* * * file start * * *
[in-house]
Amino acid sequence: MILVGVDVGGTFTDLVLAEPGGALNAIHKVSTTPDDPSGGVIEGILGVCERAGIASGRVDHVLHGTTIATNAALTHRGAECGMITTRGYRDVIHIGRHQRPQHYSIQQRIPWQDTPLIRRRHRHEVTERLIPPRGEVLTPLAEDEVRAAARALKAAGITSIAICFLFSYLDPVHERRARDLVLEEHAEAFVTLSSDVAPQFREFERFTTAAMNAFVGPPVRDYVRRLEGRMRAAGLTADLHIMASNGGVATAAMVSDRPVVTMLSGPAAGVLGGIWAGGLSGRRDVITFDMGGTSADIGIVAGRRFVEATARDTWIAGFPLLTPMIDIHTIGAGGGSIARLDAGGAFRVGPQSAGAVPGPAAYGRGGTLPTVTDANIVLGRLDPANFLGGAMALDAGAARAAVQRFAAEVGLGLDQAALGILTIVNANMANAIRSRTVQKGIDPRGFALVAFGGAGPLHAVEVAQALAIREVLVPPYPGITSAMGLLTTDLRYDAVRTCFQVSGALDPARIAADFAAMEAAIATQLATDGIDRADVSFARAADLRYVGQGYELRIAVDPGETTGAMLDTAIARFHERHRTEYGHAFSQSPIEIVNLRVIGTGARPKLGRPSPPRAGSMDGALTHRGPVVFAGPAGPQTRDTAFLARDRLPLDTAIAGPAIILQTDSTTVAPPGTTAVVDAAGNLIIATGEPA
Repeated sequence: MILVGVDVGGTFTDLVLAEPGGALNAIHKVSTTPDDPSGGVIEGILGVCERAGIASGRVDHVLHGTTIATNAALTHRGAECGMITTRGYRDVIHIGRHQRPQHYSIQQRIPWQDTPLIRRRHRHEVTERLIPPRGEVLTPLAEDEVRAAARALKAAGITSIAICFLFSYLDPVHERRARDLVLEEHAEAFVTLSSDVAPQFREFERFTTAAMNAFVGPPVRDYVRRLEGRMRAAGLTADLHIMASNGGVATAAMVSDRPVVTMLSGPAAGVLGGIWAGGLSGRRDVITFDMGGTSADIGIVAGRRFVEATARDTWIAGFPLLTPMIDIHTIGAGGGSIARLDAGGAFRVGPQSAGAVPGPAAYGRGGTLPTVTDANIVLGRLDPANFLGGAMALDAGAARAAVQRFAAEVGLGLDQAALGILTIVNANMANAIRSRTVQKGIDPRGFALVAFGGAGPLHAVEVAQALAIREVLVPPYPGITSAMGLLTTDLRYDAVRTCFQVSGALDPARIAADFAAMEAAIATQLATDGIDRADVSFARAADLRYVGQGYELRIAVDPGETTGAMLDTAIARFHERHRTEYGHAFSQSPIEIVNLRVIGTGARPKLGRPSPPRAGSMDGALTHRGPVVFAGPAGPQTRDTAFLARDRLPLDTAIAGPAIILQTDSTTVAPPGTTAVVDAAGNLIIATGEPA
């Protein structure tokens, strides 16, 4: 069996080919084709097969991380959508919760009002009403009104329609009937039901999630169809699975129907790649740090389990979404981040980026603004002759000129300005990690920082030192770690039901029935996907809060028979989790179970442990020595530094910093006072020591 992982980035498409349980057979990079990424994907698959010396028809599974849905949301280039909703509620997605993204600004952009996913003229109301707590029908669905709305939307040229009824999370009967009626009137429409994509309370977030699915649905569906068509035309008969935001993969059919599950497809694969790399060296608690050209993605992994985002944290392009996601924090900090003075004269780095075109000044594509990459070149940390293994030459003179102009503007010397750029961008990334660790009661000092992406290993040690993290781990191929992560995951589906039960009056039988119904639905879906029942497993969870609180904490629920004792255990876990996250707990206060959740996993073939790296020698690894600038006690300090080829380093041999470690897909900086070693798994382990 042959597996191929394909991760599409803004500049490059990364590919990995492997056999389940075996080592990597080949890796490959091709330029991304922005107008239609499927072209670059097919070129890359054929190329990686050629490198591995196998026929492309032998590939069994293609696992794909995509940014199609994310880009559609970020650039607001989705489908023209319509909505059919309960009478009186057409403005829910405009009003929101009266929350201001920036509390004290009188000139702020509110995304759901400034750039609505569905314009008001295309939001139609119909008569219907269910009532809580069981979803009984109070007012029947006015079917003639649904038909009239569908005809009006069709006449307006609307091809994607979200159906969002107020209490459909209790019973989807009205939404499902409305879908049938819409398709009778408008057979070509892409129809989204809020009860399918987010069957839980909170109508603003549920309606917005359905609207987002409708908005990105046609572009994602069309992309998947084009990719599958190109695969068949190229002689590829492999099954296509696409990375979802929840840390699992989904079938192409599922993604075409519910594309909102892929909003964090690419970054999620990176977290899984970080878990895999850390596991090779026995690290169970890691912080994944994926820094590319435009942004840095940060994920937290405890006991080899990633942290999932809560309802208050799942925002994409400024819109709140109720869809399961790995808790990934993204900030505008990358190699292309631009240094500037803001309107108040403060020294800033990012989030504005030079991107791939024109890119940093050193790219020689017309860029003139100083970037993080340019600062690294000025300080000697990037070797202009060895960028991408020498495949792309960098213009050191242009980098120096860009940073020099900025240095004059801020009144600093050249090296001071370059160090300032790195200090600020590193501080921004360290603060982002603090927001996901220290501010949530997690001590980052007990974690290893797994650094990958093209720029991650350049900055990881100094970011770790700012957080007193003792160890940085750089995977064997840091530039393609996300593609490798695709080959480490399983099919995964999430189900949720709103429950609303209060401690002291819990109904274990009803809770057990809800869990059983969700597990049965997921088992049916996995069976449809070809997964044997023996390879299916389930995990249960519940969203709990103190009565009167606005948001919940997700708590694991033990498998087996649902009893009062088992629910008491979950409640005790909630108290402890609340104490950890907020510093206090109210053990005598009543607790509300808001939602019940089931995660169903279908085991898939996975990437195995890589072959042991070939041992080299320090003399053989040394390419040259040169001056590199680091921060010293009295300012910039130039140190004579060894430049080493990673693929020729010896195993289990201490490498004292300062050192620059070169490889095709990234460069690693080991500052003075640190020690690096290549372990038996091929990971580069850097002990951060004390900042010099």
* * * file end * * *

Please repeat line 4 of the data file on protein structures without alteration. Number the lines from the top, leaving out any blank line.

């Protein structure tokens, strides 16, 4: 069996080919084709097969991380959508919760009002009403009104329609009937039901999630169809699975129907790649740090389990979404981040980026603004002759000129300005990690920082030192770690039901029935996907809060028979989790179970442990020595530094910093006072020591 992982980035498409349980057979990079990424994907698959010396028809599974849905949301280039909703509620997605993204600004952009996913003229109301707590029908669905709305939307040229009824999370009967009626009137429409994509309370977030699915649905569906068509035309008969935001993969059919599950497809694969790399060296608690050209993605992994985002944290392009996601924090900090003075004269780095075109000044594509990459070149940390293994030459003179102009503007010397750029961008990334660790009661000092992406290993040690993290781990191929992560995951589906039960009056039988119904639905879906029942497993969870609180904490629920004792255990876990996250707990206060959740996993073939790296020698690894600038006690300090080829380093041999470690897909900086070693798994382990 042959597996191929394909991760599409803004500049490059990364590919990995492997056999389940075996080592990597080949890796490959091709330029991304922005107008239609499927072209670059097919070129890359054929190329990686050629490198591995196998026929492309032998590939069994293609696992794909995509940014199609994310880009559609970020650039607001989705489908023209319509909505059919309960009478009186057409403005829910405009009003929101009266929350201001920036509390004290009188000139702020509110995304759901400034750039609505569905314009008001295309939001139609119909008569219907269910009532809580069981979803009984109070007012029947006015079917003639649904038909009239569908005809009006069709006449307006609307091809994607979200159906969002107020209490459909209790019973989807009205939404499902409305879908049938819409398709009778408008057979070509892409129809989204809020009860399918987010069957839980909170109508603003549920309606917005359905609207987002409708908005990105046609572009994602069309992309998947084009990719599958190109695969068949190229002689590829492999099954296509696409990375979802929840840390699992989904079938192409599922993604075409519910594309909102892929909003964090690419970054999620990176977290899984970080878990895999850390596991090779026995690290169970890691912080994944994926820094590319435009942004840095940060994920937290405890006991080899990633942290999932809560309802208050799942925002994409400024819109709140109720869809399961790995808790990934993204900030505008990358190699292309631009240094500037803001309107108040403060020294800033990012989030504005030079991107791939024109890119940093050193790219020689017309860029003139100083970037993080340019600062690294000025300080000697990037070797202009060895960028991408020498495949792309960098213009050191242009980098120096860009940073020099900025240095004059801020009144600093050249090296001071370059160090300032790195200090600020590193501080921004360290603060982002603090927001996901220290501010949530997690001590980052007990974690290893797994650094990958093209720029991650350049900055990881100094970011770790700012957080007193003792160890940085750089995977064997840091530039393609996300593609490798695709080959480490399983099919995964999430189900949720709103429950609303209060401690002291819990109904274990009803809770057990809800869990059983969700597990049965997921088992049916996995069976449809070809997964044997023996390879299916389930995990249960519940969203709990103190009565009167606005948001919940997700708590694991033990498998087996649902009893009062088992629910008491979950409640005790909630108290402890609340104490950890907020510093206090109210053990005598009543607790509300808001939602019940089931995660169903279908085991898939996975990437195995890589072959042991070939041992080299320090003399053989040394390419040259040169001056590199680091921060010293009295300012910039130039140190004579060894430049080493990673693929020729010896195993289990201490490498004292300062050192620059070169490889095709990234460069690693080991500052003075640190020690690096290549372990038996091929990971580069850097002990951060004390900042010099």